Tag Archives: Fiction In Translation

Dog Park by Sofi Oksanen 

Olenka, a Ukrainian woman working as a maid in Finland, has formed a habit of visiting a dog park in Helsinki in the evenings for a while now. Each time, she sits on the same bench and keeps watching one family in particular – a well to do Finish couple with a young boy and […]

The Woman in the Purple Skirt by Natsuko Imamura

The Woman in the Purple Skirt, recently translated from Japanese, is one of the more memorable psychological novels I have read in a while. In it, the narrator, the Woman in the Yellow Cardigan, is always watching the titular Woman in the Purple Skirt. At first, I didn’t see anything unseemingly about this since the […]

My Grandmother’s Braid by Alina Bronsky

I picked up My Grandmother’s Braid because its synopsis reminded me of Donatella Di Pietrantonio’s A Girl Returned. Both novels feature children in precarious situations due to no fault of their own, and I have a soft spot for such stories. While I didn’t end up loving My Grandmother’s Braid as much as A Girl Returned […]

The Memory Police by Yōko Ogawa

Out of all the International Booker Prize shortlisted novels I’ve read, The Memory Police is one of my favorites by far! Admittedly, this had to stay in my TBR pile for a while before I got to it – I have not been in the right head-space to read a dystopian. However, when I finally […]

The Garden of Monsters by Lorenza Pieri

The Garden of Monsters, set in the Maremma region of Southern Tuscany, is the story of two families connected through business. Sauro Biagini, known as the King in his small town, is an ambitious rancher after prominence. When Sauro goes into business with Filippo Sanfilippi, an affluent politician from Rome, he hopes Filippo’s influence will […]

Billie by Anna Gavalda

This is my second Anna Gavalda novella. 🙂 Billie begins inside a crevice at the Cévennes Mountains National Park. Billie, the titular character, and Franck had been hiking when they fell into it just before nightfall. Franck is badly hurt, and there’s no cell phone reception in the area, so when he loses consciousness, Billie […]

The End of the Ocean by Maja Lunde

Dystopia used to be a genre which I tended to avoid in general. But after reading We Are the Weather last month, which inspired me to take stock of my eating habits, I thought adding post-apocalyptic novels into my reading diet might further help push me in the direction of going vegan! The End of the Ocean which was […]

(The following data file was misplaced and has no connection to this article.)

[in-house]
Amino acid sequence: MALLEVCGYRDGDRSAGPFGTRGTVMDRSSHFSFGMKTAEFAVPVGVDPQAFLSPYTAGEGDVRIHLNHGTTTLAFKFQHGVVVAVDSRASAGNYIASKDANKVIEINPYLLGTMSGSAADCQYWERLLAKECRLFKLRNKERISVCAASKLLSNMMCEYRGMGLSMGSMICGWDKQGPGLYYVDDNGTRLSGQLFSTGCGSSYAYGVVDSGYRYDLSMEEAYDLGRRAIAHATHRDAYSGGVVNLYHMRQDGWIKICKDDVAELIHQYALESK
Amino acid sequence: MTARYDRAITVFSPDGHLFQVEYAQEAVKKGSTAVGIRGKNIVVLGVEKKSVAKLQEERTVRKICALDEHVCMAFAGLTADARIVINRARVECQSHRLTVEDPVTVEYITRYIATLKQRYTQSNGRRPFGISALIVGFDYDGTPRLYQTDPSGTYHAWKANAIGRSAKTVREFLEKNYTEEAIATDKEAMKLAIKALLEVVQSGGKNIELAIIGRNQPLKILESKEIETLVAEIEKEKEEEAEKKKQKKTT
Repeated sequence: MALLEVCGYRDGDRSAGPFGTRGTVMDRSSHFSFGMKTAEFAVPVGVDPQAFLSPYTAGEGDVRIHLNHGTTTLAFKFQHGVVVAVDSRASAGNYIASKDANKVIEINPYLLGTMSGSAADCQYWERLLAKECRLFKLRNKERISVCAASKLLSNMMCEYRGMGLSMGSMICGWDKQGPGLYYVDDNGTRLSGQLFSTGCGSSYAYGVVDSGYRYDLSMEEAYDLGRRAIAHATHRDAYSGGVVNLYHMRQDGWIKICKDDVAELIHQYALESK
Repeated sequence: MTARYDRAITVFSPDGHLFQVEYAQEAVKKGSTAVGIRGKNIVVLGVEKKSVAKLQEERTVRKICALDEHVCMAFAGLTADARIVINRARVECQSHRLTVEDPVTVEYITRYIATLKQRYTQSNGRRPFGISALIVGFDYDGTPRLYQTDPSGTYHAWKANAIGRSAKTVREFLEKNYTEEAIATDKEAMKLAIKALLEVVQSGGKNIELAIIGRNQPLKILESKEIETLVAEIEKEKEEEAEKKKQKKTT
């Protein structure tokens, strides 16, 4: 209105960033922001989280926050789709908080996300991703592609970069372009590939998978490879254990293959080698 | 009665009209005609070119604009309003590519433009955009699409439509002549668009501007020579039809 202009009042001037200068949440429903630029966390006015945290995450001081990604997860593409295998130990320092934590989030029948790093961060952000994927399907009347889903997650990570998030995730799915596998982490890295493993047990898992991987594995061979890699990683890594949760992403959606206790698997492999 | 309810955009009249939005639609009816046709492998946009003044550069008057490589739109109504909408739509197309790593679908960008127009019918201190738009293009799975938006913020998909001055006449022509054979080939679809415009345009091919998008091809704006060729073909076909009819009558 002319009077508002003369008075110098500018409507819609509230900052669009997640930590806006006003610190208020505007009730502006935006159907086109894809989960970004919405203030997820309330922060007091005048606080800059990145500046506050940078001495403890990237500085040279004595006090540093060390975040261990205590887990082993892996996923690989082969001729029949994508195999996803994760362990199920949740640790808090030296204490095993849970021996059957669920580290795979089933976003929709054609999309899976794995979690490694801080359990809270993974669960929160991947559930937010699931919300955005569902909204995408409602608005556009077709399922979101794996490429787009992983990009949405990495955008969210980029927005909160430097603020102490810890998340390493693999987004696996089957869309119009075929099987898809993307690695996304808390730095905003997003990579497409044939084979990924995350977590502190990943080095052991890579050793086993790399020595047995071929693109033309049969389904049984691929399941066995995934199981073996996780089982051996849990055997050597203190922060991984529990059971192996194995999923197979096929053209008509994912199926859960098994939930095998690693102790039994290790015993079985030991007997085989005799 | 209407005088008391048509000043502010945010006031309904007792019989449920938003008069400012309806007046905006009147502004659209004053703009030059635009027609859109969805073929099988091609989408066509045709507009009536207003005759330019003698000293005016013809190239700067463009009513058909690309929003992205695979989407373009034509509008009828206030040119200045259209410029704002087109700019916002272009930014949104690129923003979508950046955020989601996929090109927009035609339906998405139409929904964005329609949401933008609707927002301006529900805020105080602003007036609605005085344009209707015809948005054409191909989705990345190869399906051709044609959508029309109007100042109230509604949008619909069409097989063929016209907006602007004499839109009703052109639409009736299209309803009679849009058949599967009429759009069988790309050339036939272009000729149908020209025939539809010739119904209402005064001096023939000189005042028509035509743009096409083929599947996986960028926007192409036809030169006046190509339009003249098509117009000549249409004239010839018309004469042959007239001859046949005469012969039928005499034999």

Celestial Bodies by Jokha Alharthi

Celestial Bodies, which is the first book to win the Booker International Prize from the Gulf region, was my first glimpse into life in Oman. It showed me a bit of its history and the transformation it has undergone during the latter half of the 20th century, which I knew very little of before. The […]

A Girl Returned by Donatella Di Pietrantonio

This is my second five-star read this year! In A Girl Returned, we have an unnamed thirteen-year-old who finds herself unceremoniously dumped among a family of impoverished strangers in a remote town in Italy. Up until this point, the girl’s life has been going pretty swell. She had lived in a gorgeous house by the […]

Killing Commendatore by Haruki Murakami

Instead of a stable truth, I choose unstable possibilities. This is my eighteenth Murakami if you can believe it! 🙂 I went through most of Murakami’s oeuvre back in 2012-2014, so it has been a while since I last devoured one of his works. After all these years, I’m still amazed at how I’ve become […]

The Ten Loves of Nishino by Hiromi Kawakami

I read Hiromi Kawakami’s Strange Weather in Tokyo many moons ago, and that was quite a curious read. Even though it didn’t contain as many elements of magical realism as Haruki Murakami’s novels (I love Murakami’s works, despite not being the biggest fan of the genre), Strange Weather in Tokyo ventured into the realm of […]

The Wedding of Zein by Tayeb Salih

I’ve been fond of reading for as long as I can remember, but I only started reading translated fiction roughly a decade ago. Not a lot of books get translated to Sinhala, my native tongue, so I wasn’t able to access most of the translated works until I improved my English reading fluency. And now, […]

French Leave by Anna Gavalda

I know it was just the other day while reviewing The White Book that I mentioned I was never the one to wish for a sibling while growing up. As an only child, my childhood was a blast, and I loved (LOVE!) being the center of my parents’ universe. So I never had much time […]

Theory of Shadows by Paolo Maurensig

I was an enthusiastic chess player back when I was in high school. Those days I was living and breathing chess, and although it has been a while since I last played chess, I was thrilled to get my hands on Theory of Shadows, a novel based on Alexander Alekhine who became the World Chess […]

Sacred Darkness by Levan Berdzenishvili

Sacred Darkness, Levan Berdzenishvili’s semi-autobiographical novel begins at Sibley Memorial Hospital in Washington DC. Levan is a Georgian-Soviet politician who had landed in the hospital en route to Cancun, Mexico due to an infection, and after learning that Levan had been a prisoner in Soviet Gulag in the 1980s, his attending physician agrees to treat […]